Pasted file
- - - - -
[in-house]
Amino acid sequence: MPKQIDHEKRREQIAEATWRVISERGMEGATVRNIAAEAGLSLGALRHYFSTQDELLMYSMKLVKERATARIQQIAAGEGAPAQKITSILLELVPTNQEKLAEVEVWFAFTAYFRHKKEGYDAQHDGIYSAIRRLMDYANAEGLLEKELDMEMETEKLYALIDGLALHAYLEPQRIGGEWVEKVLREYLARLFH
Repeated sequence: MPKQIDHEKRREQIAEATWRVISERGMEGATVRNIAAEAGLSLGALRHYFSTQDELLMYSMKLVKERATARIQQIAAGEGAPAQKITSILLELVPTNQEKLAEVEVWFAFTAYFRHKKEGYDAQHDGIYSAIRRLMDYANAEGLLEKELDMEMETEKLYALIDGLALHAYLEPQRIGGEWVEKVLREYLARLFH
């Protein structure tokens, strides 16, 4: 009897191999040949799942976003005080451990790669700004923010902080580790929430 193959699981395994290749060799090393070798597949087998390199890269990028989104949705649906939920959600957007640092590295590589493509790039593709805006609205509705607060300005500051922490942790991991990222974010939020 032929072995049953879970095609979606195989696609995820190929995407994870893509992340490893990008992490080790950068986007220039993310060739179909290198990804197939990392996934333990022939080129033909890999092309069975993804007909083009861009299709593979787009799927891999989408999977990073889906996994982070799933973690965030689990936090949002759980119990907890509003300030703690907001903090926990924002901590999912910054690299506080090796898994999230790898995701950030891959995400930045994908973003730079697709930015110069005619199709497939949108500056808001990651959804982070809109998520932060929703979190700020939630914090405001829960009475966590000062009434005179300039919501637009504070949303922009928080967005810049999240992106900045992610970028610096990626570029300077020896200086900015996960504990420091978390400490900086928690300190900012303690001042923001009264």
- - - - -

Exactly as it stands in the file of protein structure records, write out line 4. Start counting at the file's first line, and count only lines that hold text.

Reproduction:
């Protein structure tokens, strides 16, 4: 009897191999040949799942976003005080451990790669700004923010902080580790929430 193959699981395994290749060799090393070798597949087998390199890269990028989104949705649906939920959600957007640092590295590589493509790039593709805006609205509705607060300005500051922490942790991991990222974010939020 032929072995049953879970095609979606195989696609995820190929995407994870893509992340490893990008992490080790950068986007220039993310060739179909290198990804197939990392996934333990022939080129033909890999092309069975993804007909083009861009299709593979787009799927891999989408999977990073889906996994982070799933973690965030689990936090949002759980119990907890509003300030703690907001903090926990924002901590999912910054690299506080090796898994999230790898995701950030891959995400930045994908973003730079697709930015110069005619199709497939949108500056808001990651959804982070809109998520932060929703979190700020939630914090405001829960009475966590000062009434005179300039919501637009504070949303922009928080967005810049999240992106900045992610970028610096990626570029300077020896200086900015996960504990420091978390400490900086928690300190900012303690001042923001009264």